Virtual Art

Lily & Honglei, John Craig Freeman and Will Pappenheimer

postcard

Teleport to Imaging Wall Street Now

It will premier at NY Arts’ Broadway Gallery in Soho in February.
NY Arts Broadway Gallery
473 Broadway, 7th Floor
New York, NY 10013
(212) 274-8993

Exhibition Dates: February 15 – 28, 2009
Gallery hours: Tues – Sat 10:00AM – 6:00PM
Opening Reception: Thursday, February 19th, 2009

Virtual Art unveils the latest trend and experiment in the field of new media art – creating contemporary artistic expressions with Second Life, which utilize virtual environments, animations, videos, cyberspace performances as well as traditional fine arts language. The exhibition highlights artistic practice in Second Life engaging with history and contemporary geo-political realities or utopia, exposing their complicated dynamics. Featured artworks include Beijing artists Lily & Honglei’s video installation and machinima “Land of Illusion”, American artists John Craig Freeman and Will Pappenheimer’s interactive installation “Imaging Wall Street.”

“Land of Illusion” is a visual meditation deeply concerning history, philosophy, Chinese diaspora and current development of China, meanwhile exploring the meaning of virtual online communities in terms of global dialogues regarding cultural root and fantasy of China. “It reflects on globalization’s impact on environment and individual, which often results cultural or personal identity becomes multi-layered, misplaced, or spiritually homeless, while struggling to preserve traditional values.” the two Beijing artists state.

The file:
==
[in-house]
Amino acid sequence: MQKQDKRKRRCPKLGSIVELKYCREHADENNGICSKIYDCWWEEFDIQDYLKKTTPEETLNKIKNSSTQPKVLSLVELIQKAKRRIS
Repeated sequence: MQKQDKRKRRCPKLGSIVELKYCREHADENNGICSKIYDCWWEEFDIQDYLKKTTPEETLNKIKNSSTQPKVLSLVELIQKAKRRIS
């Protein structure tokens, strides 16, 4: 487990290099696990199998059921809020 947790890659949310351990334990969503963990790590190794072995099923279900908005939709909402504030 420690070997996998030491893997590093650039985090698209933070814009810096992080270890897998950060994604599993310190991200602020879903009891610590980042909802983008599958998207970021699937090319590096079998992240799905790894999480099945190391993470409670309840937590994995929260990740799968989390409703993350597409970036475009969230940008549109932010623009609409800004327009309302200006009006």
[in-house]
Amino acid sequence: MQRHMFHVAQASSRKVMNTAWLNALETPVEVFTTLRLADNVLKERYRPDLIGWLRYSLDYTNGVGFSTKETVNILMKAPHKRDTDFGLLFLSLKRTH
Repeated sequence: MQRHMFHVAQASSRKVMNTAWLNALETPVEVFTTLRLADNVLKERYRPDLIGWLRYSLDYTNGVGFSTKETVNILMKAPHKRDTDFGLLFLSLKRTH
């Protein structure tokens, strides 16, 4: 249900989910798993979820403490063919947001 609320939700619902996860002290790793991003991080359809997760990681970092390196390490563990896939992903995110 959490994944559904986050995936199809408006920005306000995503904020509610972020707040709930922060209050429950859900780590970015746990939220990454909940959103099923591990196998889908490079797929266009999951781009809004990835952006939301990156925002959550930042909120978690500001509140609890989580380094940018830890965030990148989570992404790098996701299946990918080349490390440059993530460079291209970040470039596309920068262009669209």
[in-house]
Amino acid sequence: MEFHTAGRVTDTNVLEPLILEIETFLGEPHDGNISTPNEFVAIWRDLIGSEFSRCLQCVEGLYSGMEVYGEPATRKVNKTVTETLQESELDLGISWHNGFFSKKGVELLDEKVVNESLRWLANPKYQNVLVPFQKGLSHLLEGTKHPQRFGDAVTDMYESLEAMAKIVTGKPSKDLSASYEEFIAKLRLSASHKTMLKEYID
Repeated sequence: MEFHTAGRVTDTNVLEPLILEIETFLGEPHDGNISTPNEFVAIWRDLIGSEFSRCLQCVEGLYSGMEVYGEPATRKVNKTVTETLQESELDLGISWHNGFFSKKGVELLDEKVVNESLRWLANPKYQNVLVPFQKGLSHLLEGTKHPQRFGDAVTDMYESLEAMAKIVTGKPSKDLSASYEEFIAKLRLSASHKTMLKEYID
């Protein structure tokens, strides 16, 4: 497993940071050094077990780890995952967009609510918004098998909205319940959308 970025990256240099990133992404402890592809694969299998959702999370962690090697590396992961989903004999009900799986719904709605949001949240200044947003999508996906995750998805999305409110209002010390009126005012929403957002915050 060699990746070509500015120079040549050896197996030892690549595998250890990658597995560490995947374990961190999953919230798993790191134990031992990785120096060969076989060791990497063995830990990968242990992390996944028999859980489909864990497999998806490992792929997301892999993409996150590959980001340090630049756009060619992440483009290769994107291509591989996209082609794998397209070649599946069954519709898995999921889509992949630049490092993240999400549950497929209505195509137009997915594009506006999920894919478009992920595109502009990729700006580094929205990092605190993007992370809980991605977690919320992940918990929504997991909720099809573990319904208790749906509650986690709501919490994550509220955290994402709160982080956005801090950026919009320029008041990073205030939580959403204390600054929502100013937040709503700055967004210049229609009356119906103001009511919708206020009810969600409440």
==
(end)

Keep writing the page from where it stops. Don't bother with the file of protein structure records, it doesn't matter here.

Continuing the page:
“Imaging Wall Street” is a place-based virtual reality project that combines mapping, panoramic video, and three-dimensional virtual worlds to document situations where the forces of globalization are impacting the lives of individuals in local communities. The goal of the project is to develop the technologies, the methodology and the content for truly immersive and navigable documentary media, based in real places around the world. In “Imaging Wall Street,” John Craig Freeman and Will Pappenheimer make their way across Lower Manhattan from the Stock Exchange to the various investment banks and financial service companies which were recently bailed out by the U.S. government collecting peoples stories of loss and home as they go.

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About John Craig Freeman

John Craig Freeman is a public artist with over twenty years of experience using emergent technologies to produce large-scale public work at sites where the forces of globalization are impacting the lives of individuals in local communities. His work seeks to expand the notion of public by exploring how digital networked technology is transforming our sense of place. Freeman is a founding member of the international artists collective Manifest.AR and he has produced work and exhibited around the world including at the Los Angeles County Museum of Art, the San Francisco Museum of Modern Art, FACT Liverpool, Kunsthallen Nikolaj Copenhagen, Triennale di Milano, the Institute of Contemporary Art Boston, and the Museum of Contemporary Art Beijing, He has had work commissioned by the ZERO1, Rhizome.org and Turbulence.org. His work has been reviewed in The New York Times, El Pais, Liberation, Wired News, Artforum, Ten-8, Z Magazine, Afterimage, Photo Metro, New Art Examiner, Time, Harper's and Der Spiegel. Christiane Paul cites Freeman's work in her book Digital Art, as does Lucy Lippard in the Lure of the Local, and Margot Lovejoy in Digital Currents: Art in the Electronic Age. His writing has been published in Rhizomes, Leonardo, the Journal of Visual Culture, and Exposure. Freeman received a Bachelor of Art degree from the University of California, San Diego in 1986 and a Master of Fine Arts degree from the University of Colorado, Boulder in 1990. He is currently a Professor of New Media at Emerson College in Boston. Freeman writes, “If Andy Warhol set out to create a distinctly American art form in the twentieth century, I identify with those who seek to create a distinctly global art form in the twenty-first.”
This entry was posted in Exhibitions, Imaging Place, Second Life and tagged , . Bookmark the permalink.

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